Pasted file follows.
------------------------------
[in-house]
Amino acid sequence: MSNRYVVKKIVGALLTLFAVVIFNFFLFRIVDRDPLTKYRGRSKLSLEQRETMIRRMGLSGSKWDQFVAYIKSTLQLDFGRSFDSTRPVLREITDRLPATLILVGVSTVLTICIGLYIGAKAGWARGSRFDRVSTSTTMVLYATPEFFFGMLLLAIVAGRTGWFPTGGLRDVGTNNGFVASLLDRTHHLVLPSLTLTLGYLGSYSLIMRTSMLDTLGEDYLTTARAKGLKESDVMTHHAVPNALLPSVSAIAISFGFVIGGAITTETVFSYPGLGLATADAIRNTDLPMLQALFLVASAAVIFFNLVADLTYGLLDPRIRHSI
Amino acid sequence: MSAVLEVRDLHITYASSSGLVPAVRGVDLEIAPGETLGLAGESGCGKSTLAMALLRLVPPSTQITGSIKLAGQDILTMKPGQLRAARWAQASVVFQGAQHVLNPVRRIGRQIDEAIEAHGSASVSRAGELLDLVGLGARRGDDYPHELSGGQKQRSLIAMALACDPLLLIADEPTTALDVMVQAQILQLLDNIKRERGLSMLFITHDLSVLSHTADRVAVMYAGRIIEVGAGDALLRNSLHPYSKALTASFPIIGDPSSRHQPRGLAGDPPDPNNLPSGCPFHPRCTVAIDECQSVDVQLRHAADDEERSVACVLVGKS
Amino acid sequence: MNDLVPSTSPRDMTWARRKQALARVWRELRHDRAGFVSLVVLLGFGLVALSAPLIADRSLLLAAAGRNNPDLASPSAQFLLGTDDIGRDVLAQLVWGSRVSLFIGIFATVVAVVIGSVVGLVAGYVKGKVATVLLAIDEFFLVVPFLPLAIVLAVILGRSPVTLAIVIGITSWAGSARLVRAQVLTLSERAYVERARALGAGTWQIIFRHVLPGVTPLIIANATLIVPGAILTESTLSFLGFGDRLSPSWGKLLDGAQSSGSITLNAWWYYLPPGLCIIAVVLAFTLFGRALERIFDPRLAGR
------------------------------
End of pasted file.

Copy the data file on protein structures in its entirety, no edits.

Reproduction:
[in-house]
Amino acid sequence: MSNRYVVKKIVGALLTLFAVVIFNFFLFRIVDRDPLTKYRGRSKLSLEQRETMIRRMGLSGSKWDQFVAYIKSTLQLDFGRSFDSTRPVLREITDRLPATLILVGVSTVLTICIGLYIGAKAGWARGSRFDRVSTSTTMVLYATPEFFFGMLLLAIVAGRTGWFPTGGLRDVGTNNGFVASLLDRTHHLVLPSLTLTLGYLGSYSLIMRTSMLDTLGEDYLTTARAKGLKESDVMTHHAVPNALLPSVSAIAISFGFVIGGAITTETVFSYPGLGLATADAIRNTDLPMLQALFLVASAAVIFFNLVADLTYGLLDPRIRHSI
Amino acid sequence: MSAVLEVRDLHITYASSSGLVPAVRGVDLEIAPGETLGLAGESGCGKSTLAMALLRLVPPSTQITGSIKLAGQDILTMKPGQLRAARWAQASVVFQGAQHVLNPVRRIGRQIDEAIEAHGSASVSRAGELLDLVGLGARRGDDYPHELSGGQKQRSLIAMALACDPLLLIADEPTTALDVMVQAQILQLLDNIKRERGLSMLFITHDLSVLSHTADRVAVMYAGRIIEVGAGDALLRNSLHPYSKALTASFPIIGDPSSRHQPRGLAGDPPDPNNLPSGCPFHPRCTVAIDECQSVDVQLRHAADDEERSVACVLVGKS
Amino acid sequence: MNDLVPSTSPRDMTWARRKQALARVWRELRHDRAGFVSLVVLLGFGLVALSAPLIADRSLLLAAAGRNNPDLASPSAQFLLGTDDIGRDVLAQLVWGSRVSLFIGIFATVVAVVIGSVVGLVAGYVKGKVATVLLAIDEFFLVVPFLPLAIVLAVILGRSPVTLAIVIGITSWAGSARLVRAQVLTLSERAYVERARALGAGTWQIIFRHVLPGVTPLIIANATLIVPGAILTESTLSFLGFGDRLSPSWGKLLDGAQSSGSITLNAWWYYLPPGLCIIAVVLAFTLFGRALERIFDPRLAGR